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01.12.2015 | Original Contributions | Ausgabe 12/2015

Obesity Surgery 12/2015

Bariatric Surgery and Non-Alcoholic Fatty Liver Disease: a Systematic Review of Liver Biochemistry and Histology

Obesity Surgery > Ausgabe 12/2015
Guy Bower, Tania Toma, Leanne Harling, Long R Jiao, Evangelos Efthimiou, Ara Darzi, Thanos Athanasiou, Hutan Ashrafian



Non-alcoholic fatty liver disease (NAFLD) is becoming a leading cause of global liver disease that is associated with the rising prevalence of obesity worldwide. There is now increasing clinical and mechanistic evidence reporting on the metabolic and weight loss effects of bariatric surgery on improving NAFLD in obese patients.


The aim of this paper was to quantify the effects of bariatric surgery on NAFLD by appraising the modulation between pre- and post-operative liver enzyme levels (as markers of liver injury) and liver histology.


A systematic review of studies reporting pre-operative and post-operative liver enzymes or liver histology was done in obese patients with NAFLD undergoing bariatric surgery. Data were meta-analysed using random-effects modelling. Subgroup analysis, quality scoring and risk of bias were assessed.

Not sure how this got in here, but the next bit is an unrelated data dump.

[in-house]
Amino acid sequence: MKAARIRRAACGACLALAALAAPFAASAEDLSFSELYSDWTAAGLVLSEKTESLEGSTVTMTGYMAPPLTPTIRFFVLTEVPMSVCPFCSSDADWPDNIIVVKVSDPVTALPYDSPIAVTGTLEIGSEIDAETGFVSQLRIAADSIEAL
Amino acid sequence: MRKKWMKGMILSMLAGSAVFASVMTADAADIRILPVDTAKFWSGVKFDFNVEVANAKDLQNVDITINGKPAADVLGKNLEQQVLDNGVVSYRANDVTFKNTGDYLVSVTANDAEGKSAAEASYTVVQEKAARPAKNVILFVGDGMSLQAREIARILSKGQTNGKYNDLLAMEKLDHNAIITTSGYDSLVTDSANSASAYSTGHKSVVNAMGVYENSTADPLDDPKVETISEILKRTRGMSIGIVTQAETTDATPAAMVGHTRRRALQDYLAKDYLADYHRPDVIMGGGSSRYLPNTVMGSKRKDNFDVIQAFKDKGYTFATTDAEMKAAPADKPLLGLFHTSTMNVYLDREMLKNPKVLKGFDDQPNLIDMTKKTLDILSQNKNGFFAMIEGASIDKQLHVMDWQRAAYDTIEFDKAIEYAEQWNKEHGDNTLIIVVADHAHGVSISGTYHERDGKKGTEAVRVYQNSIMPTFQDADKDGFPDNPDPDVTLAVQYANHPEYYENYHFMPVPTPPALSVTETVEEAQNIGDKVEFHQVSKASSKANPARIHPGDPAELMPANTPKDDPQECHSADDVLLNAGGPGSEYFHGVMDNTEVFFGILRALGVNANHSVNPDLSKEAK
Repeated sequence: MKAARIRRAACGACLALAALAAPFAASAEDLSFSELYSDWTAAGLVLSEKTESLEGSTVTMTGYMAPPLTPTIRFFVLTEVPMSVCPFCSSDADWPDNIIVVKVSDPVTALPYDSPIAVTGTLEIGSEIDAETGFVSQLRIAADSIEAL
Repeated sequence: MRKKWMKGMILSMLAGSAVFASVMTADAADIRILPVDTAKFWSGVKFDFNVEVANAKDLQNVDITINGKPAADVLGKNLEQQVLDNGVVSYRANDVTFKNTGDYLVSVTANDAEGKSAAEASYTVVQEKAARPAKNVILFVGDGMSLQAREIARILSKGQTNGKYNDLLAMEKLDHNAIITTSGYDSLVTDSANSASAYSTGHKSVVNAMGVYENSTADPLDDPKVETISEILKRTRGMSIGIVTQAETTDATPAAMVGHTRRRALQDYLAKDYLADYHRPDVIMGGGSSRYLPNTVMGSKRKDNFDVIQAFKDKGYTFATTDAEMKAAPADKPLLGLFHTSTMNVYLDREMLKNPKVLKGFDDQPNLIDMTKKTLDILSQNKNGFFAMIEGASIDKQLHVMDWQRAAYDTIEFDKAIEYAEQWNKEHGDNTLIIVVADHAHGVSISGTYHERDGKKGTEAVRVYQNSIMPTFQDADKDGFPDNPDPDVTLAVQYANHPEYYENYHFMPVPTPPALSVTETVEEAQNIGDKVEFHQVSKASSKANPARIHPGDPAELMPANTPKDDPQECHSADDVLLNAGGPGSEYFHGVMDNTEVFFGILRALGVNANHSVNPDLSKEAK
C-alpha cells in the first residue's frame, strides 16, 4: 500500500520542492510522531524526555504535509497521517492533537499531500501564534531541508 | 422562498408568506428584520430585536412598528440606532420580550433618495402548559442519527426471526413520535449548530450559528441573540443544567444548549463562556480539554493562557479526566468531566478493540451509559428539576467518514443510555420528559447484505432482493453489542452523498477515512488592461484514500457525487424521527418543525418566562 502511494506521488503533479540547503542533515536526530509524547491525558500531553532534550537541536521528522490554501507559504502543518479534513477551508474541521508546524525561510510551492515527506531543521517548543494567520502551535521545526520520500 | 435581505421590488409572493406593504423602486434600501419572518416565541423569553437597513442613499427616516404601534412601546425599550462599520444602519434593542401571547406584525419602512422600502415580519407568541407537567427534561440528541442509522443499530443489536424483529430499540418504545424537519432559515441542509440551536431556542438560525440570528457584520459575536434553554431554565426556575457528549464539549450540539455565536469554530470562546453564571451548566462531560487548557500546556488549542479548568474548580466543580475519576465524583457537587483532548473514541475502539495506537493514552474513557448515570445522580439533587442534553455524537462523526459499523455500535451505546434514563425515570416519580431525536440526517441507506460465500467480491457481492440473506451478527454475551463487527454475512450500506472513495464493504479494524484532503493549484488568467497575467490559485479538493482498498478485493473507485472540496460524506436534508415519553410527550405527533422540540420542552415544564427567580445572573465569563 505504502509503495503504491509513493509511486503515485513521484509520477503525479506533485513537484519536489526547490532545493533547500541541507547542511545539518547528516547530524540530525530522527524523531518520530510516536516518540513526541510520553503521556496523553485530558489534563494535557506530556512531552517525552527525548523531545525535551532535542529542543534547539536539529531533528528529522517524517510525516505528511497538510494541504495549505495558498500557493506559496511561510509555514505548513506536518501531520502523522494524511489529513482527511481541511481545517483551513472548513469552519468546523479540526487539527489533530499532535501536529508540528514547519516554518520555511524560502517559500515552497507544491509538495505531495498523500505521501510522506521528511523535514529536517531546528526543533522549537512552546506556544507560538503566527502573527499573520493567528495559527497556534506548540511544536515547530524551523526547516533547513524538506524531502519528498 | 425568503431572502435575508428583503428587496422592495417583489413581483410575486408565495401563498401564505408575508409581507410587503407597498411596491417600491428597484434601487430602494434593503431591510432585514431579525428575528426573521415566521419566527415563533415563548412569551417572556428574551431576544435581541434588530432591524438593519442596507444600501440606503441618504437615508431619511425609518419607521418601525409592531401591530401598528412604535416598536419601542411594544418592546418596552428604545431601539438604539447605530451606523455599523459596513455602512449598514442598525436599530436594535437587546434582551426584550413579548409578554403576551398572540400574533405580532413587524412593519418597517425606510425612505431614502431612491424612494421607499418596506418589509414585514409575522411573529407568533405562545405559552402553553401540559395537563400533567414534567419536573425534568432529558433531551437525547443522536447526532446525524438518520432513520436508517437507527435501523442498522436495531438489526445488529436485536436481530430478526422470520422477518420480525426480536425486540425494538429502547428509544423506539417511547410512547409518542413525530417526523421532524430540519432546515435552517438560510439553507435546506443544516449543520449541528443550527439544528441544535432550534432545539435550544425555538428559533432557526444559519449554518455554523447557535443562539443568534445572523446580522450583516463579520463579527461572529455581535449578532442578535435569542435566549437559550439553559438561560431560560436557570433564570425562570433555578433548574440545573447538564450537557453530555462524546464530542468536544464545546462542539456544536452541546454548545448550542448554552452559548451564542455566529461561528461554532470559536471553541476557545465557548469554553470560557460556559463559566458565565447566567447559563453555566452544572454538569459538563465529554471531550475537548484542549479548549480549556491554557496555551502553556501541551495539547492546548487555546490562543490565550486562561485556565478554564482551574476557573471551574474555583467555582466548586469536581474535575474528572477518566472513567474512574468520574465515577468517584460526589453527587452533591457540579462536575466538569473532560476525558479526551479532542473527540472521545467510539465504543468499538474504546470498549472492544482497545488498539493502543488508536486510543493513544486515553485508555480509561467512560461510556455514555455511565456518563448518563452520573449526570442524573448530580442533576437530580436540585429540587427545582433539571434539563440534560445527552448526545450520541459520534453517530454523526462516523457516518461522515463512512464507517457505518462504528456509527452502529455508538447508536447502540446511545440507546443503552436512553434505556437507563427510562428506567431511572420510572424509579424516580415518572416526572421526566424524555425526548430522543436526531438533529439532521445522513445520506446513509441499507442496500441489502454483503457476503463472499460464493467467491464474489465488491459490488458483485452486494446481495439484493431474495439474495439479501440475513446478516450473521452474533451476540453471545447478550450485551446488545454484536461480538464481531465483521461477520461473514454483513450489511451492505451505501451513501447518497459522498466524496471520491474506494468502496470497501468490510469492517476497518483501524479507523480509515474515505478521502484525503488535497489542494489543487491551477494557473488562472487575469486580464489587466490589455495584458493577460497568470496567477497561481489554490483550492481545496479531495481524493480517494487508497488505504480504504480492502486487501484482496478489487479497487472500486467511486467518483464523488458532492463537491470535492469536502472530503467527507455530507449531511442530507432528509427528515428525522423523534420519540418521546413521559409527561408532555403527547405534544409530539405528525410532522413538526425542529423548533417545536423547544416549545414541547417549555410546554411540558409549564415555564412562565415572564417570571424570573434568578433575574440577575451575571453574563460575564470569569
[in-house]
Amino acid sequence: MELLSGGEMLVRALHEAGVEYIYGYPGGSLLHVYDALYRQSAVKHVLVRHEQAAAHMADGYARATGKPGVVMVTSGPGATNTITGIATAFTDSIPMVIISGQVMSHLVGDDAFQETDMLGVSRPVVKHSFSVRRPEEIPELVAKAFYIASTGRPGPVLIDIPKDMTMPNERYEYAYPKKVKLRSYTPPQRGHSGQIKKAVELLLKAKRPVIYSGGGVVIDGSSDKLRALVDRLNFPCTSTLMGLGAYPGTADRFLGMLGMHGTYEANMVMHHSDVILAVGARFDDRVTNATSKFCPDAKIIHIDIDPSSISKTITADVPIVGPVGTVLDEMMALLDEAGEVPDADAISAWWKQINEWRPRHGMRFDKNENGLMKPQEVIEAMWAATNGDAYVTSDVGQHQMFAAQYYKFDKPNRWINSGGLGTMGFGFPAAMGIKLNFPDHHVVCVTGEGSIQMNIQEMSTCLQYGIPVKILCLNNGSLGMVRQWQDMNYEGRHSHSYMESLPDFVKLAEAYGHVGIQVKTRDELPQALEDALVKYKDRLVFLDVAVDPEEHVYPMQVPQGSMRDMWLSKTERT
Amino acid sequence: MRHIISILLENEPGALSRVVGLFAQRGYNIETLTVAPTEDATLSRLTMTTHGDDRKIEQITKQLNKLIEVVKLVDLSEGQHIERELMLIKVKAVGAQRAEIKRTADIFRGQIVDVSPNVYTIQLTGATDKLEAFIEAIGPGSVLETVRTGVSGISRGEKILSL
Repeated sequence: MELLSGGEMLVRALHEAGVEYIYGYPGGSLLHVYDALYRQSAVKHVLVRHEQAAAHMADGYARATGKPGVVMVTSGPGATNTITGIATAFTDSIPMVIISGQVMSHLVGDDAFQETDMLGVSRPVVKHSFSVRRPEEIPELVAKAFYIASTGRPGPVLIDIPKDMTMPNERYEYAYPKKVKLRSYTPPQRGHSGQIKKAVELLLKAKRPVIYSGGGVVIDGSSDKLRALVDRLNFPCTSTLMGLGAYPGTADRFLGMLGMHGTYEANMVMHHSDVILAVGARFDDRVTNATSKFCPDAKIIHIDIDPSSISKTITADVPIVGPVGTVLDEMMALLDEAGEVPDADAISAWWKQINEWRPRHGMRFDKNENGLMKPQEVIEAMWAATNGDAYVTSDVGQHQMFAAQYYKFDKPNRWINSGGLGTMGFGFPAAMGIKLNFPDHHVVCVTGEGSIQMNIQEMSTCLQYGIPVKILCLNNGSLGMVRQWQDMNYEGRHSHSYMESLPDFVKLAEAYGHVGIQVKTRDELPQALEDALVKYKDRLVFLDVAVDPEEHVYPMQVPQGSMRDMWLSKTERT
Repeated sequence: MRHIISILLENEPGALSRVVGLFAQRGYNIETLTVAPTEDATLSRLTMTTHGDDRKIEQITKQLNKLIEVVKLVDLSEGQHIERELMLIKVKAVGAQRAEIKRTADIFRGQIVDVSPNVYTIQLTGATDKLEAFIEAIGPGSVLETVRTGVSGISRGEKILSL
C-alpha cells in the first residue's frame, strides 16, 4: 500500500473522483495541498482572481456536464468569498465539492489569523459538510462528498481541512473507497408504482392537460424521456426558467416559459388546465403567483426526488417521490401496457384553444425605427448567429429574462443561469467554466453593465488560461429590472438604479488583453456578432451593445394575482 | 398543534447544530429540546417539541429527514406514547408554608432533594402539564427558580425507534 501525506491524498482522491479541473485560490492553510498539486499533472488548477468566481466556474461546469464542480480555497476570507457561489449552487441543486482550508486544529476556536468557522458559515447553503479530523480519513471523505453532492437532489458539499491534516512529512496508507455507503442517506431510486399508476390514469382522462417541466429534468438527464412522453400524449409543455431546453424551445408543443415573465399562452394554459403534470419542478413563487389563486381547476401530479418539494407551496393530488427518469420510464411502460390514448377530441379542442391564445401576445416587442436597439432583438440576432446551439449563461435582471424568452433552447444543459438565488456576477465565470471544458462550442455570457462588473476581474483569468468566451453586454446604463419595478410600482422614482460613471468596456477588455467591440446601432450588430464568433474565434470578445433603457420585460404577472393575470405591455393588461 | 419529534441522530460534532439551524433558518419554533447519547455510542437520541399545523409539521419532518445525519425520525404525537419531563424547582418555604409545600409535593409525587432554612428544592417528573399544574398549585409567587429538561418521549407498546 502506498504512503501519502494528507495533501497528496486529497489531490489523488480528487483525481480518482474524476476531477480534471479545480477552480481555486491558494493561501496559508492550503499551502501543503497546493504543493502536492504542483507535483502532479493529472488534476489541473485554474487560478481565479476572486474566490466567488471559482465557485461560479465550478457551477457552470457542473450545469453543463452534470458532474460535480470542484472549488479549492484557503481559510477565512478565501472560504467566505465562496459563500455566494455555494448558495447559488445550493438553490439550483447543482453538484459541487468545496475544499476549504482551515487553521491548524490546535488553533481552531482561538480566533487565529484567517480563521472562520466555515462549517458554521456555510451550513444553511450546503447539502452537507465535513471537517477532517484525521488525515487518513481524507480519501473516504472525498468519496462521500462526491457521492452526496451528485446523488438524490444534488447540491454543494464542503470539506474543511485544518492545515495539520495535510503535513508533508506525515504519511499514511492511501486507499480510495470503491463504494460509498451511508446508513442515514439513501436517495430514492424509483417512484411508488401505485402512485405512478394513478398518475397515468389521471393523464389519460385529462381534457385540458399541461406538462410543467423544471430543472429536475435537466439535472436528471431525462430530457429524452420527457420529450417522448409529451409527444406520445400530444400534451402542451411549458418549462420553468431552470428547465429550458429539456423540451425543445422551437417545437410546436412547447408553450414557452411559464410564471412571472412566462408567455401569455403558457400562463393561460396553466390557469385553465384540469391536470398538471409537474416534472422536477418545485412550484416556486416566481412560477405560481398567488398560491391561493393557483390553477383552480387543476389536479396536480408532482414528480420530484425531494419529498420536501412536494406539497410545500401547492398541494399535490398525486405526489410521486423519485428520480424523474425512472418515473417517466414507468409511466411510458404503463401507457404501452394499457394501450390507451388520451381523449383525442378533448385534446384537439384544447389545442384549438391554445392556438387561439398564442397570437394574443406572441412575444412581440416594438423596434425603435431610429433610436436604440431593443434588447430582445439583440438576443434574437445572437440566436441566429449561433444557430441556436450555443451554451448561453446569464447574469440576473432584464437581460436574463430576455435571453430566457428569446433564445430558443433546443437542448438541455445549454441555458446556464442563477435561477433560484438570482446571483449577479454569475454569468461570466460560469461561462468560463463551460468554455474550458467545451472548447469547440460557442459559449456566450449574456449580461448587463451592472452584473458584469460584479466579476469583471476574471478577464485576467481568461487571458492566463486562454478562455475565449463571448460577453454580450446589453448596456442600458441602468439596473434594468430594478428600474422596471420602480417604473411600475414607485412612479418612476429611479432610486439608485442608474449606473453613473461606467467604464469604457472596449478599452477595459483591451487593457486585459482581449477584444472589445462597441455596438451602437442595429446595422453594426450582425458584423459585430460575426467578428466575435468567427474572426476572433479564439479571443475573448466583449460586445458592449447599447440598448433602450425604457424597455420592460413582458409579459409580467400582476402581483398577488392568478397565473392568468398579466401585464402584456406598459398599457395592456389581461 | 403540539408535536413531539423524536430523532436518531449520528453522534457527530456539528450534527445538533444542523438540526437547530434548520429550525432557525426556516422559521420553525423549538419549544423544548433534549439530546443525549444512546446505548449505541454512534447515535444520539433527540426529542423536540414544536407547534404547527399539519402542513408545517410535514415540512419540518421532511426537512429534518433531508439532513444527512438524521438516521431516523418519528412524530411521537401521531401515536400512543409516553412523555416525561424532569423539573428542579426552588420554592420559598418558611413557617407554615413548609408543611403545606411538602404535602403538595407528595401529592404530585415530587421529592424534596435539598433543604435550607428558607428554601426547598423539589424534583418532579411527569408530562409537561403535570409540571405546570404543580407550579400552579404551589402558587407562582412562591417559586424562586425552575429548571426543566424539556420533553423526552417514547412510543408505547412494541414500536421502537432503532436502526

Bariatric surgery is associated with a significant reduction in the weighted incidence of a number of histological features of NAFLD including steatosis (50.2 and 95 %CI of 35.5–65.0), fibrosis (11.9 and 95 %CI of 7.4–16.3 %), hepatocyte ballooning (67.7 and 95 %CI 56.9–78.5) and lobular inflammation (50.7 and 95 %CI 26.6–74.8 %). Surgery is also associated with a reduction in liver enzyme levels, with statistically significant reductions in ALT (11.36 u/l, 95 %CI 8.36–14.39), AST (3.91 u/l, 95 %CI 2.23–5.59), ALP (10.55 u/l, 95 %CI 4.40–16.70) and gamma-GT (18.39 u/l, 95 %CI 12.62–24.16). Heterogeneity in results was high.


Bariatric surgery is associated with a significant improvement in both histological and biochemical markers of NAFLD. Future studies must focus on higher levels of evidence to better identify the benefits of bariatric surgery on liver disease in order to enhance future treatment strategies in the management of NAFLD.

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